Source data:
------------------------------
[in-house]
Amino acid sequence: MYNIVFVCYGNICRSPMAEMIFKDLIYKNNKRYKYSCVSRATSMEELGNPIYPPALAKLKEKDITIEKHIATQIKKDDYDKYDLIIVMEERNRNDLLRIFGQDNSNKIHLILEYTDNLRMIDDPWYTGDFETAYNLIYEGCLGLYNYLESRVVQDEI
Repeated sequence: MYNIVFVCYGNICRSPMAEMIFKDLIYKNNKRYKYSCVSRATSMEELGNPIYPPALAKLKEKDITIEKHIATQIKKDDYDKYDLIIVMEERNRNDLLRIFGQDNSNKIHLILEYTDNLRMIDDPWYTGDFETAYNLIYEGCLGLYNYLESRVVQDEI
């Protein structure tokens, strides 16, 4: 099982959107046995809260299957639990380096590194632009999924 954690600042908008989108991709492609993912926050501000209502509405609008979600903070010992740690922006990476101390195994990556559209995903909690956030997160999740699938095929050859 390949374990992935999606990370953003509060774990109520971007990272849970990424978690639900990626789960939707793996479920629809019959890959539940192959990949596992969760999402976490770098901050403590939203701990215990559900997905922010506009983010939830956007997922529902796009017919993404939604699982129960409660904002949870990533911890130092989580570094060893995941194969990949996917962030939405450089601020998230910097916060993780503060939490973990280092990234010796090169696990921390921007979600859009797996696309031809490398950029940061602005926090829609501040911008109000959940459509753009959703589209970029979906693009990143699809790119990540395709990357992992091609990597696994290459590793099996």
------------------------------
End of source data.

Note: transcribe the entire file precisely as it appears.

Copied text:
[in-house]
Amino acid sequence: MYNIVFVCYGNICRSPMAEMIFKDLIYKNNKRYKYSCVSRATSMEELGNPIYPPALAKLKEKDITIEKHIATQIKKDDYDKYDLIIVMEERNRNDLLRIFGQDNSNKIHLILEYTDNLRMIDDPWYTGDFETAYNLIYEGCLGLYNYLESRVVQDEI
Repeated sequence: MYNIVFVCYGNICRSPMAEMIFKDLIYKNNKRYKYSCVSRATSMEELGNPIYPPALAKLKEKDITIEKHIATQIKKDDYDKYDLIIVMEERNRNDLLRIFGQDNSNKIHLILEYTDNLRMIDDPWYTGDFETAYNLIYEGCLGLYNYLESRVVQDEI
């Protein structure tokens, strides 16, 4: 099982959107046995809260299957639990380096590194632009999924 954690600042908008989108991709492609993912926050501000209502509405609008979600903070010992740690922006990476101390195994990556559209995903909690956030997160999740699938095929050859 390949374990992935999606990370953003509060774990109520971007990272849970990424978690639900990626789960939707793996479920629809019959890959539940192959990949596992969760999402976490770098901050403590939203701990215990559900997905922010506009983010939830956007997922529902796009017919993404939604699982129960409660904002949870990533911890130092989580570094060893995941194969990949996917962030939405450089601020998230910097916060993780503060939490973990280092990234010796090169696990921390921007979600859009797996696309031809490398950029940061602005926090829609501040911008109000959940459509753009959703589209970029979906693009990143699809790119990540395709990357992992091609990597696994290459590793099996």